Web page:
Death before the fall 

by Mike Gana – 24 March 2017 

 

Introduction Death before the fall of mankind

Most Christians are aware of the story of Adam and Eve (Genesis 3), and how Satan in the form of a serpent tempted and deceived them to eat from the tree of the knowledge of good and evil. The lie that he told was that, contrary to God’s Word, the prime couple would not die, but would become like God, knowing good and evil. Adam and Eve unfortunately believed the lie and ate from the tree; the result was that they were separated from God (Genesis 3:9 and 3:23-24), the good order of Creation was destroyed (Genesis 3:14-19), and both Adam and Eve, as well as all their descendants, would ultimately physically die (Genesis 3:19 and 5:5). Many Christians rightly understand this story as being the origin of Mankind, as well as the source of sin and death, and the resultant evils in the world. 
 
However, due to the increase in the scientific method, empiricism and specifically evolutionary theory, there are many today who question the validity of a world created, or one created without the processes of death. The claim is that death is a 'natural' part of the cycle of life, and therefore a necessary part of the creative process. For example, astrophysicists point to the birth and death of stars and star systems – which result in the creation of galaxies, supernovas, black holes and other cosmic phenomena – as proof that death and destruction are a 'natural' part of the creative process, the scientific creative process of course being the “Big-Bang”, and the resultant evolutionary pathway to life. Similarly, the evolutionists look to the fossil records and conclude that the death of plants and animals are necessary key mechanisms for balanced ecosystems, the survival of species and for the evolution of various life forms to occur.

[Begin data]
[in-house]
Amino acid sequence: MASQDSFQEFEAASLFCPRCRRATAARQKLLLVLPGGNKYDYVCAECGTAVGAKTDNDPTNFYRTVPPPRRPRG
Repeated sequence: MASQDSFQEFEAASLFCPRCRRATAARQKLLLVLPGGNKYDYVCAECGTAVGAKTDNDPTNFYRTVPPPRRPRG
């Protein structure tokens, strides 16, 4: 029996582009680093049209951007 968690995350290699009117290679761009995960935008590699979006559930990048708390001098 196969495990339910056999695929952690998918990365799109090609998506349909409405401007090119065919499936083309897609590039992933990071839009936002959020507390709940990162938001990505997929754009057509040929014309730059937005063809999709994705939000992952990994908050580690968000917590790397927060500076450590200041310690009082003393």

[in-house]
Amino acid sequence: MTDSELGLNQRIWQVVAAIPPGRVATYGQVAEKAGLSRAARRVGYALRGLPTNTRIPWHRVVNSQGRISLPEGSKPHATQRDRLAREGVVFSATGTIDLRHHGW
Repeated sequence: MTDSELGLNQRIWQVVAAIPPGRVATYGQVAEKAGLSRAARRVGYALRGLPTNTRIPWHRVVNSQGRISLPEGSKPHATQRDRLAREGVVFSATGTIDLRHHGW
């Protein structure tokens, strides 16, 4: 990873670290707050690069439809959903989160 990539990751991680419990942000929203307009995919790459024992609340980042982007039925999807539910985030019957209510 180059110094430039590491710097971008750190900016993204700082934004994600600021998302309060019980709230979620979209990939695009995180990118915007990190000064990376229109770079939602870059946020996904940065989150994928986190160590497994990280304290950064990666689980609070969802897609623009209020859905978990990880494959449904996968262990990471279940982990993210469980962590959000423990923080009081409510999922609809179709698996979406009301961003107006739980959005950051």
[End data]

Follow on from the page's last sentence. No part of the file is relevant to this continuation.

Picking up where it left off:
But how is the Christian to reconcile these scientific assertions with the Biblical account of the origin of sin and death? Does the Biblical understanding of the nature of death, and its impact upon God’s Creation, allow for it to be a part of His creative process? Furthermore, how does such a view impact upon the purpose of redemption in Jesus Christ, His victory over death and the hope of glory in a future world without pain, sickness and death? 

 
Where did death come from? 

Romans 5:12-14 plainly states that sin came into the world through one man – Adam. Throughout the Bible, sin is understood to be much more than just moral wrongdoing; it is also explained as being a primaeval and an all-pervasive influence, and the agent that brings about death in all its forms. It is an active and powerful force that exerts an all-corrupting and fatal outcome on everything it touches, the effects of sin being in the first instance a separation from God; and secondly, a defacing and destroying of God’s created order; and ultimately, the ceasing of physical life. This is the power of sin which was released into the world when Adam sinned. It is interesting to note that in the original Greek language, the word used in Romans 5:12 for ‘world’, is actually the Greek word 'kosmos', which is also used to refer to the created universe. The passage could rightly read, "Therefore, just as through one man sin entered the cosmos, and death through sin, and thus death spread to all men, because all sinned”. We therefore understand that Paul is saying that death entered the cosmos, or more appropriately the created universe through sin. In other words, the effects of sin are not limited only to mankind, but actually affect the whole of God’s created order. 


 
Creation subjected to sin and death